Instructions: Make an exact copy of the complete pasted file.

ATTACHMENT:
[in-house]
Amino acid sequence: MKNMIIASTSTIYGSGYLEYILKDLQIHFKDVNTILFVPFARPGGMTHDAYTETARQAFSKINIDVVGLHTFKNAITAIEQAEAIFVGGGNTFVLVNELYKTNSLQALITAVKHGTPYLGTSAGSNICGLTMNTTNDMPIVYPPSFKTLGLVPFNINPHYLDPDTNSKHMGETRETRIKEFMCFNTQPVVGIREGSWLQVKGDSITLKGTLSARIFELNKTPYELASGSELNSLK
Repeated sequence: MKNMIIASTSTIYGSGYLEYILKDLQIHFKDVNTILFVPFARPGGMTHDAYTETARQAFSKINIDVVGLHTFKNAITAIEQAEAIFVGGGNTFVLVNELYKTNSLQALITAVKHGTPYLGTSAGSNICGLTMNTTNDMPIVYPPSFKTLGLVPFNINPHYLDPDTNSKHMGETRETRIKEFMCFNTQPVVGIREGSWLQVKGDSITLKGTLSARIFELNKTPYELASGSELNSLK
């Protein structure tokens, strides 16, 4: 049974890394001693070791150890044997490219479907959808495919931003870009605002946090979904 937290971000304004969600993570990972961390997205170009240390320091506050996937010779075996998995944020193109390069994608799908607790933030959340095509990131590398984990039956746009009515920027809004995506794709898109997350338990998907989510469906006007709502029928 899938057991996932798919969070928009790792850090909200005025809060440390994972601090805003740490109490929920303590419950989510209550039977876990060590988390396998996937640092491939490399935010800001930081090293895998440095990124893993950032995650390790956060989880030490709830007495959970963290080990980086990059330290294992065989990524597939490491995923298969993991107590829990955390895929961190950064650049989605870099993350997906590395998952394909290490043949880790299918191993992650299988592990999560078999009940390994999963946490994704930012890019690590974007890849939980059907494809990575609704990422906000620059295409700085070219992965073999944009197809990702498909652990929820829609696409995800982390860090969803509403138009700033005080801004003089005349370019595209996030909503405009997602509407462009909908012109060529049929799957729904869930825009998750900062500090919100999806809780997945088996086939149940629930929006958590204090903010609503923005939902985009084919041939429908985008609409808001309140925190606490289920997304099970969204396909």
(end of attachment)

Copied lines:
[in-house]
Amino acid sequence: MKNMIIASTSTIYGSGYLEYILKDLQIHFKDVNTILFVPFARPGGMTHDAYTETARQAFSKINIDVVGLHTFKNAITAIEQAEAIFVGGGNTFVLVNELYKTNSLQALITAVKHGTPYLGTSAGSNICGLTMNTTNDMPIVYPPSFKTLGLVPFNINPHYLDPDTNSKHMGETRETRIKEFMCFNTQPVVGIREGSWLQVKGDSITLKGTLSARIFELNKTPYELASGSELNSLK
Repeated sequence: MKNMIIASTSTIYGSGYLEYILKDLQIHFKDVNTILFVPFARPGGMTHDAYTETARQAFSKINIDVVGLHTFKNAITAIEQAEAIFVGGGNTFVLVNELYKTNSLQALITAVKHGTPYLGTSAGSNICGLTMNTTNDMPIVYPPSFKTLGLVPFNINPHYLDPDTNSKHMGETRETRIKEFMCFNTQPVVGIREGSWLQVKGDSITLKGTLSARIFELNKTPYELASGSELNSLK
């Protein structure tokens, strides 16, 4: 049974890394001693070791150890044997490219479907959808495919931003870009605002946090979904 937290971000304004969600993570990972961390997205170009240390320091506050996937010779075996998995944020193109390069994608799908607790933030959340095509990131590398984990039956746009009515920027809004995506794709898109997350338990998907989510469906006007709502029928 899938057991996932798919969070928009790792850090909200005025809060440390994972601090805003740490109490929920303590419950989510209550039977876990060590988390396998996937640092491939490399935010800001930081090293895998440095990124893993950032995650390790956060989880030490709830007495959970963290080990980086990059330290294992065989990524597939490491995923298969993991107590829990955390895929961190950064650049989605870099993350997906590395998952394909290490043949880790299918191993992650299988592990999560078999009940390994999963946490994704930012890019690590974007890849939980059907494809990575609704990422906000620059295409700085070219992965073999944009197809990702498909652990929820829609696409995800982390860090969803509403138009700033005080801004003089005349370019595209996030909503405009997602509407462009909908012109060529049929799957729904869930825009998750900062500090919100999806809780997945088996086939149940629930929006958590204090903010609503923005939902985009084919041939429908985008609409808001309140925190606490289920997304099970969204396909």